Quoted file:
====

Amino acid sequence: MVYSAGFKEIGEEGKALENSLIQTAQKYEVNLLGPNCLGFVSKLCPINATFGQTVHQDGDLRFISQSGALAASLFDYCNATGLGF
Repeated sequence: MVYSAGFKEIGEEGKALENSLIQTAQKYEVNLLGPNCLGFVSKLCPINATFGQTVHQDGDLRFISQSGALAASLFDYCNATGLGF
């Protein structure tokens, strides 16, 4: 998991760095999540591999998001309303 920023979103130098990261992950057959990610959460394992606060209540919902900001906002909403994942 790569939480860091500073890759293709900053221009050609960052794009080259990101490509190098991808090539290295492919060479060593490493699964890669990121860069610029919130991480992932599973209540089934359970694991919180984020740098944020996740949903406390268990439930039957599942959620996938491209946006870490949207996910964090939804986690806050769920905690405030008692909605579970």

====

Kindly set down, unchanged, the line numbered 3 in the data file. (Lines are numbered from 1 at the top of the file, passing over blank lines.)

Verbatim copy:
């Protein structure tokens, strides 16, 4: 998991760095999540591999998001309303 920023979103130098990261992950057959990610959460394992606060209540919902900001906002909403994942 790569939480860091500073890759293709900053221009050609960052794009080259990101490509190098991808090539290295492919060479060593490493699964890669990121860069610029919130991480992932599973209540089934359970694991919180984020740098944020996740949903406390268990439930039957599942959620996938491209946006870490949207996910964090939804986690806050769920905690405030008692909605579970």